The phrase has since entered the political lexicon, but David Cameron, the current Conservative leader, seems to have taken a surreptitious spin around the entire beach before announcing a Conservative Co-operative Movement last week. The Co-operative Party responded by urging Cameron to defect to the Labour Party (the Co-op Party is allied to it). Co-operatives UK politely mentioned that there is already a co-operative movement, which it represents; and the Green Party accused Cameron of "co-opting co-operative values".
We've yet to hear from the anarchists, who love co-ops but tend to advocate them for the entire economy. Or perhaps Dave was trying to tell us something when he spoke about "anarchy in the UK" the other month?
- Actually, Cameron's co-operative conversion could have radical implications for charities. Shadow charities minister Greg Clark is to make mutualisation a core part of the Tories' policy for the voluntary sector. That could be interesting - charity law forbids most co-ops from becoming charities, and vice versa.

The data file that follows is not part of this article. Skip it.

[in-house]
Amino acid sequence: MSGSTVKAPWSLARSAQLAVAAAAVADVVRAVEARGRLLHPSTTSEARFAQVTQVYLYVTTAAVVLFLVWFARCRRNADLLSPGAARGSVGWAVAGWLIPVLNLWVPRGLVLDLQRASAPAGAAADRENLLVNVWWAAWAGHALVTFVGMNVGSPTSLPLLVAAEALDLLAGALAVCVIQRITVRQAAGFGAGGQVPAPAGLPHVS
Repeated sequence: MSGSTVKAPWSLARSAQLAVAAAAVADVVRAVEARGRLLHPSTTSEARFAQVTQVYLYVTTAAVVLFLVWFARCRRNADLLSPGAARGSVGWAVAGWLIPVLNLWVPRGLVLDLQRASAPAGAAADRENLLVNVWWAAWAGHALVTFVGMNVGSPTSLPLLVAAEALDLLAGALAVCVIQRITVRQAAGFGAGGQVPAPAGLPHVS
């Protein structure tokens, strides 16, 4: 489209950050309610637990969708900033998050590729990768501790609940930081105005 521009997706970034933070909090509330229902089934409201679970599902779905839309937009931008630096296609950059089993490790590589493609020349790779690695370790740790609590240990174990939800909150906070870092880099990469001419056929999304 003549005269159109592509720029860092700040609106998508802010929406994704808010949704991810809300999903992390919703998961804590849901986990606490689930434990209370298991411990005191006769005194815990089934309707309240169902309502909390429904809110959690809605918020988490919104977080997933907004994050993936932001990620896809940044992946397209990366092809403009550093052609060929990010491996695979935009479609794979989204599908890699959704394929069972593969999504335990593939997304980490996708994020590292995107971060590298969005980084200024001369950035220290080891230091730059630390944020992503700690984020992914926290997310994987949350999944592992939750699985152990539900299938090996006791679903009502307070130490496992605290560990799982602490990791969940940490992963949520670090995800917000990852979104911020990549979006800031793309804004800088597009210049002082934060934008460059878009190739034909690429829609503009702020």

- Charities shamed by the Charity Commission for late submission of accounts nearly got their own back last week. The Equality and Human Rights Commission told Third Sector that the regulator had been issued with a notice of compliance for failing to report on its race diversity scheme. Knives were sharpened. Then the EHRC got back to say that it had got its commissions muddled up and what it actually meant was the Electoral Commission. Apparently, the Charity Commission has got a clean bill of health.
- Mathew Little is a freelance writer email@example.com.